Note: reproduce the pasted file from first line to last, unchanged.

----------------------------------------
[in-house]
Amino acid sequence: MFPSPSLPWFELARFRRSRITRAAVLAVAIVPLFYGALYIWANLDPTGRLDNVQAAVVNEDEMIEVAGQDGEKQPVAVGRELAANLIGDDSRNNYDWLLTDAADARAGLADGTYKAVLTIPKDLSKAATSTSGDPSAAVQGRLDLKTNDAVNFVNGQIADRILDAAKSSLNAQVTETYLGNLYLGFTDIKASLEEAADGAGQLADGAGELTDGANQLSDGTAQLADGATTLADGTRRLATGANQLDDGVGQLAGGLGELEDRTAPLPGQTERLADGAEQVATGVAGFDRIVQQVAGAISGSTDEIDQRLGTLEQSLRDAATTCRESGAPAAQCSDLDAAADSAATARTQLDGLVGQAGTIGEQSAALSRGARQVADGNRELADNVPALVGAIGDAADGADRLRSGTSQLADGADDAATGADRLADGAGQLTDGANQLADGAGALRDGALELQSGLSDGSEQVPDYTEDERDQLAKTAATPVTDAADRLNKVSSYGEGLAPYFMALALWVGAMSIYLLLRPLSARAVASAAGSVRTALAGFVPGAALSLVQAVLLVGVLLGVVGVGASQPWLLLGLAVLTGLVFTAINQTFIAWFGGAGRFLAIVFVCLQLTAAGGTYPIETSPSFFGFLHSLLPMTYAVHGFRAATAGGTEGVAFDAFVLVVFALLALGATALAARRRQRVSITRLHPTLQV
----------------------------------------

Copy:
[in-house]
Amino acid sequence: MFPSPSLPWFELARFRRSRITRAAVLAVAIVPLFYGALYIWANLDPTGRLDNVQAAVVNEDEMIEVAGQDGEKQPVAVGRELAANLIGDDSRNNYDWLLTDAADARAGLADGTYKAVLTIPKDLSKAATSTSGDPSAAVQGRLDLKTNDAVNFVNGQIADRILDAAKSSLNAQVTETYLGNLYLGFTDIKASLEEAADGAGQLADGAGELTDGANQLSDGTAQLADGATTLADGTRRLATGANQLDDGVGQLAGGLGELEDRTAPLPGQTERLADGAEQVATGVAGFDRIVQQVAGAISGSTDEIDQRLGTLEQSLRDAATTCRESGAPAAQCSDLDAAADSAATARTQLDGLVGQAGTIGEQSAALSRGARQVADGNRELADNVPALVGAIGDAADGADRLRSGTSQLADGADDAATGADRLADGAGQLTDGANQLADGAGALRDGALELQSGLSDGSEQVPDYTEDERDQLAKTAATPVTDAADRLNKVSSYGEGLAPYFMALALWVGAMSIYLLLRPLSARAVASAAGSVRTALAGFVPGAALSLVQAVLLVGVLLGVVGVGASQPWLLLGLAVLTGLVFTAINQTFIAWFGGAGRFLAIVFVCLQLTAAGGTYPIETSPSFFGFLHSLLPMTYAVHGFRAATAGGTEGVAFDAFVLVVFALLALGATALAARRRQRVSITRLHPTLQV